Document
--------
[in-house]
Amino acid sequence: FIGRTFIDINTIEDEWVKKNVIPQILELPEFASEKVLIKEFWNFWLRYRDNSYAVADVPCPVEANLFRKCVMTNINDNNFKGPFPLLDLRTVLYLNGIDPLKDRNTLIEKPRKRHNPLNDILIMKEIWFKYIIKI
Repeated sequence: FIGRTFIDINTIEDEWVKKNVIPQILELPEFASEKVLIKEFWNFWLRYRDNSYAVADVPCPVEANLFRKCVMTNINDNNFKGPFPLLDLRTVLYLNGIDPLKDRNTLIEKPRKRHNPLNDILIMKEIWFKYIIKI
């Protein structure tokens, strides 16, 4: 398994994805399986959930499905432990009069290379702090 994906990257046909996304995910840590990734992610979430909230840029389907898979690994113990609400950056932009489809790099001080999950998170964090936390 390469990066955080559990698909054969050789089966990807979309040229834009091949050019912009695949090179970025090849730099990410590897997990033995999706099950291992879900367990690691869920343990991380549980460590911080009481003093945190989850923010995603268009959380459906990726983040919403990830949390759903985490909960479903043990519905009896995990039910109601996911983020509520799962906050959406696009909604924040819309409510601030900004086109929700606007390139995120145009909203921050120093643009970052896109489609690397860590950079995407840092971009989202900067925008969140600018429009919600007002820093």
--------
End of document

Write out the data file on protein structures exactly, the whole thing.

[in-house]
Amino acid sequence: FIGRTFIDINTIEDEWVKKNVIPQILELPEFASEKVLIKEFWNFWLRYRDNSYAVADVPCPVEANLFRKCVMTNINDNNFKGPFPLLDLRTVLYLNGIDPLKDRNTLIEKPRKRHNPLNDILIMKEIWFKYIIKI
Repeated sequence: FIGRTFIDINTIEDEWVKKNVIPQILELPEFASEKVLIKEFWNFWLRYRDNSYAVADVPCPVEANLFRKCVMTNINDNNFKGPFPLLDLRTVLYLNGIDPLKDRNTLIEKPRKRHNPLNDILIMKEIWFKYIIKI
């Protein structure tokens, strides 16, 4: 398994994805399986959930499905432990009069290379702090 994906990257046909996304995910840590990734992610979430909230840029389907898979690994113990609400950056932009489809790099001080999950998170964090936390 390469990066955080559990698909054969050789089966990807979309040229834009091949050019912009695949090179970025090849730099990410590897997990033995999706099950291992879900367990690691869920343990991380549980460590911080009481003093945190989850923010995603268009959380459906990726983040919403990830949390759903985490909960479903043990519905009896995990039910109601996911983020509520799962906050959406696009909604924040819309409510601030900004086109929700606007390139995120145009909203921050120093643009970052896109489609690397860590950079995407840092971009989202900067925008969140600018429009919600007002820093």